Career pathways at your company are ambiguous
Do your employees know how to get from A to B to C or are promotion policies a deeply guarded secret. When employees feel like they have to play politics to get ahead, their loyalties start to shift. Instead of doing the best work for everyone, they want to do the right work for themselves – and if their efforts fail, they’ll end up demoralized and resentful. A clear, level playing field will allow employees to feel a sense of growth.
There’s unhealthy competition
This speaks to company culture. Management should be incentivized to develop and promote their best and brightest, not keep others down out of fear for their own positions. A rising tide floats all boats – so make sure your culture and policies reflect this adage.
#6 Do I have balance?
If employees don’t have a sense of “balance,” they will burn out, and burnt out employees are 2.6% more likely to look for a new job. Balance will look different for employees of a fast-growing startup versus an established Fortune 500. The key is that they feel balance. Statistics have proven repeatedly that effective employees have balance and invest in their body, mind, spirit and family. Companies that actively reinforce this have employees that feel cared for.
Typical reasons someone says they don’t have balance:
Maybe you’ve already been hit by employee attrition; maybe your staffing hasn’t caught up to shifting priorities. Employees can only pick up the slack for so long before it throws them off kilter – and drains their engagement levels.
You lack clear processes
Multitasking is out . Focus is in. Your employees might feel out of balance if they are being asked to do too many different things with no clear workflow. When someone knows what they need to do and when, they can develop a clear game plan – and execute it – which contributes to a sense of balance.
Your policies and/or your culture don’t promote it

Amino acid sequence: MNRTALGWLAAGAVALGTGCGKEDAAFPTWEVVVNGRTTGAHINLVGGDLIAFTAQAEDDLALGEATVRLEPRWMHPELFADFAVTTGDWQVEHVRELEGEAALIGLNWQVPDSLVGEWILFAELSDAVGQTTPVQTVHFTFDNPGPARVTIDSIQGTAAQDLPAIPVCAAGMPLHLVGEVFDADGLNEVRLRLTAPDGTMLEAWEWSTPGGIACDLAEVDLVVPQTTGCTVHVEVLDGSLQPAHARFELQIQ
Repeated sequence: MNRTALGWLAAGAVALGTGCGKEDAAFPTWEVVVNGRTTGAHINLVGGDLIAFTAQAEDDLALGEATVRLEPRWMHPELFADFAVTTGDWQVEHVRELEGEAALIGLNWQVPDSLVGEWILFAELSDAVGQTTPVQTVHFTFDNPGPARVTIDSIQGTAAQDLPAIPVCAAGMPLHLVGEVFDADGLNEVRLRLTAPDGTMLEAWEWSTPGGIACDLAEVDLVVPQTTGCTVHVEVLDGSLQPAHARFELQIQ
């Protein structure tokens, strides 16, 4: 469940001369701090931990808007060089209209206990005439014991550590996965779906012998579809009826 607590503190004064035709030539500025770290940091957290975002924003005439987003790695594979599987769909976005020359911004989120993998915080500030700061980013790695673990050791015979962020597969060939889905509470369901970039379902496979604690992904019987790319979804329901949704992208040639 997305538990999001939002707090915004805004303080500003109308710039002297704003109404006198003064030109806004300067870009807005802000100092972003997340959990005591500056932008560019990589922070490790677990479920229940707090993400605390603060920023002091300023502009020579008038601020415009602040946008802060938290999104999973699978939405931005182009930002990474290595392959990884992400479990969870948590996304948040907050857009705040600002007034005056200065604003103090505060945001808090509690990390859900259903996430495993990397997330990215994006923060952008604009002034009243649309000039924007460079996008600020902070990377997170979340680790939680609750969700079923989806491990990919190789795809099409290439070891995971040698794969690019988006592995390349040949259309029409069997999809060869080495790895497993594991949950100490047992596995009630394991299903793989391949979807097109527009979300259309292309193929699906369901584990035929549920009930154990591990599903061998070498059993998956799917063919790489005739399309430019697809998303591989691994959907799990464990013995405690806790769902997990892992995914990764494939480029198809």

In order to give employees a sense of balance, you need to implement the right policies – whether it’s work-from-home options or caregiver leave – and make sure your culture supports people taking advantage of those policies. No one should be penalized for taking advantage of a benefit you offer, so make sure your reviews account for that.
#7 Do I believe?
The seventh “yes” is the single most important; it gets you across the finish line. A company can offer all the perks, but at the end of the day, no one comes to work for the wheat grass juice. A company is not the sum-total of its fringe benefits; it’s just a bunch of people who believe .
If it’s just about believing in their paycheck, you’ve got a problem; mission-driven employees stick around and are more likely to become high performers than those who are just in it for the direct deposit. It’s that they believe the company will make good on its promises – to the employees, the shareholders and the public.
That starts with how closely your lived culture reflects your mission, vision and values. If your employees feel like they’re looking in a funhouse mirror every time they try to figure out what you stand for, chances are, they don’t believe.
Ask the question just like this: “Do you believe?” Keep it open-ended. Don’t add in any details. The point is to find out how they define “belief,” whether they don’t believe in your market strategy, your leaders or something else.
Then, when you ask them, “What would it take to get to a ‘yes’?” look for patterns in their answers. Unpack those patterns, and you’ll have an actionable roadmap to engagement that is tailored to your company at this specific moment in time.
How should you implement the 7 Yeses?
Once you have the Right Formula , you need to adopt the Right Tactics, which means unpacking what must be true to get to a “yes.” Ideally, you’ll hold a leadership forum with a facilitator who can focus on the reasons behind any “no.”
Collectively, their answers will form company action items that should be prioritized based on percentages. If 82% are unhappy with market strategy, that’s where you focus, and then move down the list, ignoring any outliers.
Then, once you have succeeded at the leadership level, you can conduct regular surveys company-wide. This becomes your Repeatable Action that you can implement, until you get your seven yeses.
With this method, we have seen a 30% increase in overall employee engagement scores. And, according to Gartner, improving your Employee Value Proposition will also yield benefits such as:
28% increase in employees who are likely to recommend the organization…
40% increase in high performers
6% increase in intent to stay
7% increase in wellness
9% increase in employees likely to accept the job again
There’s a lot of chatter about the Great Fill-in-the-Blank, but with the three Rs, you can be the company that dodges 2022’s most worrisome trend.